Here, lemme give you a very non-conservative example....

My friend Autumn Christian wrote a wonderful book called Girl Like A Bomb. The main character (and narrator), Bev, discovers she’s got an unusual superpower. When she has sex with people, they get... better. They clean up. They get focused. They become the best, self-actualized version of themselves.

Now, you might guess sex is a big part of this book, and you’d be right (consider that your warning if you decide to pick it up). The first few times Bev has sex—like any teenager—it’s a wild ride and it’s very explicit. It’s an all-new experience for her, she likes it, and she is, as they say, DTF.

But after those first few encounters—and one much more violent one (consider that your other warning)—Bev becomes all-too-aware of the effect her gift is having on her partners. It’s still fun, but it’s also a responsibility, and this shows in her narration.  Less than halfway through the book, her various encounters becomes a quick sentence or less, sometimes coming across as more of an annoying obligation or burden.  Because while the story involves sex, it’s not really about sex—it’s about what Bev can do with her superpower. So that’s what Christian focuses on.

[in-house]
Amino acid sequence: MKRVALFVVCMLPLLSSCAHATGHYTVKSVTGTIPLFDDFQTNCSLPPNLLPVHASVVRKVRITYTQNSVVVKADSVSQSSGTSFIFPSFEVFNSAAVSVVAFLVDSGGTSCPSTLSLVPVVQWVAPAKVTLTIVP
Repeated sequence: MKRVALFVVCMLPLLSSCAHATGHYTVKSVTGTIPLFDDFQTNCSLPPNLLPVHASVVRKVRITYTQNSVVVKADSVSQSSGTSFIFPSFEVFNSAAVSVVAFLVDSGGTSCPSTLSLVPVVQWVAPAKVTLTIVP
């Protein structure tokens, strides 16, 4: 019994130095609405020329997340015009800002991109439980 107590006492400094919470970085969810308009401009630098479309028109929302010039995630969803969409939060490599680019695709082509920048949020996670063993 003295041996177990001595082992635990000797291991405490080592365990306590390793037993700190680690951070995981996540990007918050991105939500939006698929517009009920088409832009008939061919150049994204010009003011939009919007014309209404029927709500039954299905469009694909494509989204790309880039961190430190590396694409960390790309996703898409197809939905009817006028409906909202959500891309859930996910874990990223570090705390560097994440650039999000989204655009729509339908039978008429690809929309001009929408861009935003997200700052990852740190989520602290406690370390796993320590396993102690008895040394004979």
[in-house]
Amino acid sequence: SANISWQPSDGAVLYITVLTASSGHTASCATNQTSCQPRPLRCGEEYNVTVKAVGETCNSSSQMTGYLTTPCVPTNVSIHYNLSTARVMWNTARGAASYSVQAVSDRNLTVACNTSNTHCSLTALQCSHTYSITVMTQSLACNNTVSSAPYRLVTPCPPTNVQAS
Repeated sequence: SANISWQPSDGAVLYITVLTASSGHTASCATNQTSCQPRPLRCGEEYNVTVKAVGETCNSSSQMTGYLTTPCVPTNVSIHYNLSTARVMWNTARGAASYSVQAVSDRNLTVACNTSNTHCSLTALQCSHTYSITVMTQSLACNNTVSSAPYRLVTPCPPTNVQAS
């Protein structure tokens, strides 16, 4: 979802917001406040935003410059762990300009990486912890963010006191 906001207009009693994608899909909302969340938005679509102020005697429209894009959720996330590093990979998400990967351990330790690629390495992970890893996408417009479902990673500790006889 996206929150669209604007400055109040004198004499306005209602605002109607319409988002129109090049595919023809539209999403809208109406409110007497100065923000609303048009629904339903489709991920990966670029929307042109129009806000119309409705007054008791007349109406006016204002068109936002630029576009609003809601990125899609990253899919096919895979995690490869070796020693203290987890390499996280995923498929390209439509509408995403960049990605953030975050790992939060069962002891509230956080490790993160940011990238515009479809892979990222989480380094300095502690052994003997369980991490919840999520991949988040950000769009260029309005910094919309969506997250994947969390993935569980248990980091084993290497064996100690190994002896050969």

And this holds for everything.  If I push any story element up to ten for my whole book—sex, action, violence, gore, cool lines—it’s going to get boring fast.  Sure, there’s a small percentage of readers that’ll be thrilled, but it’s reeeeeeeeeeeeeally tough to find any sort of wide appeal that way.

Plus... in a way, all this extensive description is me feeding everything to my reader.  I’m telling them everything instead of showing them everything.  And, yeah, I know that sounds weird but...

Okay, look... I’m going to let you in on a secret.  This is one of the six Great Secrets of storytelling that you can only learn from a crow after they eat 169 peanuts in a row from your hand.  It’s the first and easiest of the secrets to learn, but I’m just going to give it to you for free...

You’ve probably heard people talk about showing vs. telling all the time, but we rarely bring up the obvious.  We have to tell.  That’s all we can do. I’m typing words for you to read, telling you what the characters see, hear, feel, smell, think, whatever. On the surface, telling is pretty much it for us as writers.

When we talk about showing, we’re talking about making images appear in the reader’s mind. And the longer it takes for those images to form, the less effective they are at creating some kind of emotional response. So, to speed things up, we want the reader to do some of the work for us. We want them to tell them just enough—just the right things—and have them fill in the blanks.  They supply the horror or the excitement or the disgust so it’s instantly summoned to their mind, rather than waiting for me to spell it all out. It’s the difference between me telling you a joke that you immediately get and me having to explain the joke to you (“Because, y’see, the last guy was hiding in the refrigerator, so when they threw it over the railing he ended up...”).

That’s what showing is.

See, when I wrote out that little bit of dialogue, you got that.  Even if you didn’t recognize the joke, you understood the situation of having to spell out the punchline for somebody.  You filled in everything around that sentence fragment.